Figure 10 shows the ESR spectra of the samples 2-S0 (a, e), 2-S2 (b, f), 2-S3 (c, g) and 2-S5 (d, h). Prior to irradiation, there is no obvious signal in the ESP spectra. After irradiation, the superoxide radical (•O2−) and hydroxyl radical (•OH) signals clearly appear for all the samples. TiO2 is excited by photons to generate electron–hole pairs, i.e., TiO2 + hν = TiO2 + e− + h+. Superoxide radicals are then formed by the reaction of the electrons with the O2 adsorbed at the surface of the TiO2 particles, i.e., e− + O2 → •O2−. The holes react with water or hydroxyl groups to form hydroxyl radicals, i.e., h+ + H2O →•OH + H+ .
For the superoxide radical (•O2−), the peak height (h) in the ESR spectrum of sample 2-S0 is 2.2 × 105. As RS/Ti increases, the peak height varies between 1.9 × 105 and 2.5 × 105. For the hydroxyl radical (•OH), the peak height varies in the range from 1.6 × 106 to 3.7 × 106. The 2-S2 sample has the highest •OH and •O2− signal intensity. This indicates that the sample has the highest number of •OH and •O2− radicals. Therefore, it shows the best pollutant degradation performance. •OH and •O2− radicals can degrade organic pollutants (MB) into nontoxic CO2 and water.
Furthermore, Figure 10 shows that the •OH signal is stronger than the •O2− signal, indicating that more photo-generated holes than electrons can transfer to the TiO2 surface. For S-doped TiO2, the outermost electronic orbitals of the S, O and Ti atoms are 3s23p4, 2s22p4 and 3d24s2, respectively. When S2− replaces O2−, it is neither a donor nor an acceptor and has no influence on the carrier concentration in TiO2. This is because S and O have the same number of outmost electrons. When RS/Ti is 2, S6+ begins to replace Ti4+ in the 2-S2 sample, whereupon the electron concentration becomes higher than the hole concentration, because S has more outer shell electrons than Ti. If the electrons and holes were both transferred to the surface of the TiO2 particles, the •O2− signal would be stronger than the •OH signal; however, this is not the case, which could be due to trapping of electrons by impurities or defects.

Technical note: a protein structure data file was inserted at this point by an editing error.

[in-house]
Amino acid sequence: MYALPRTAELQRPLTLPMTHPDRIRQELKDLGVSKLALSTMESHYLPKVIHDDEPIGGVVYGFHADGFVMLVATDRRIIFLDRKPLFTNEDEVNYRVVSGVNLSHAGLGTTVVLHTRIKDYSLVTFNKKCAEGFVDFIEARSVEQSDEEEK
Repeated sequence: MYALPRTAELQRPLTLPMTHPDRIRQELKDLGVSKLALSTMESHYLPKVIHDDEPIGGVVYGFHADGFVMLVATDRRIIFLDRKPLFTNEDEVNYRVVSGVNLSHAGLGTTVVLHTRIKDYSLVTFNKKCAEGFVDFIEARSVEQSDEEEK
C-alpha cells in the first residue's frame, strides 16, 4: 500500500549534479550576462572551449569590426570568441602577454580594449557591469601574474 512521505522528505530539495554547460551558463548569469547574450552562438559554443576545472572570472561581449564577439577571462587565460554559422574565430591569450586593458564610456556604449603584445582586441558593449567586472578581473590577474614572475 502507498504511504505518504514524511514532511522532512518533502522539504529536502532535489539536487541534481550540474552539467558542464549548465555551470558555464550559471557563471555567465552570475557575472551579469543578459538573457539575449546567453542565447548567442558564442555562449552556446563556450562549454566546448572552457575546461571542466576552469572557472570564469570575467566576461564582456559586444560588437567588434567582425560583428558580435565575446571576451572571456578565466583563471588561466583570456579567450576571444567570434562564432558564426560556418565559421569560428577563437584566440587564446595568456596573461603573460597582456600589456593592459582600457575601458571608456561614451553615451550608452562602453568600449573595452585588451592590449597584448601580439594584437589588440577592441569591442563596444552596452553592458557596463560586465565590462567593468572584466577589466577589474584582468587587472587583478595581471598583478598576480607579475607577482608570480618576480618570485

S-doped (001)-TiO2 with different RS/Ti were synthesized by thermal chemical vapor deposition at 180 and 250 °C and systematically characterized by XRD, TEM, FTIR, XPS, UV–vis DRS, PL, BET and ESR.
The S-doped sample produced at 180 °C shows little changes in the structure, morphology, chemical state and photocatalytic properties of undoped TiO2, indicating that the temperature is not high enough to effectively achieve S-doping. The effects of S-doping at 250 °C are as follows: (1) S-doping induces a crystal lattice distortion, and the ratio of the lattice parameters c/a varies with the RS/Ti ratios, reaching a maximum at RS/Ti = 3. This is a result of the different ionic radius of S compared to O and Ti, which are replaced. (2) S-doping changes the morphology of the particles and results in the aggregation of particles; consequently, the specific surface area decreases. (3) S-doping increases the adsorption coefficient Ae from 0.9% to 68.5% due to the increased number of oxygen vacancies and larger amount of SO42− on the surface of the TiO2 particles. (4) S-doping increases the degradation rate from 6.9 × 10−2 min−1 to 18.2 × 10−2 min−1. This is due to the presence of more •OH and •O2− radicals with high reactivity.
Part of this work was performed at the Steady High Magnetic Field Facilities, High Magnetic Field Laboratory, CAS. This work was supported by the open fund for Discipline Construction, Institute of Physical Science and Information Technology, Anhui University; National Natural Science Foundation of China (Grant Nos. 51471001).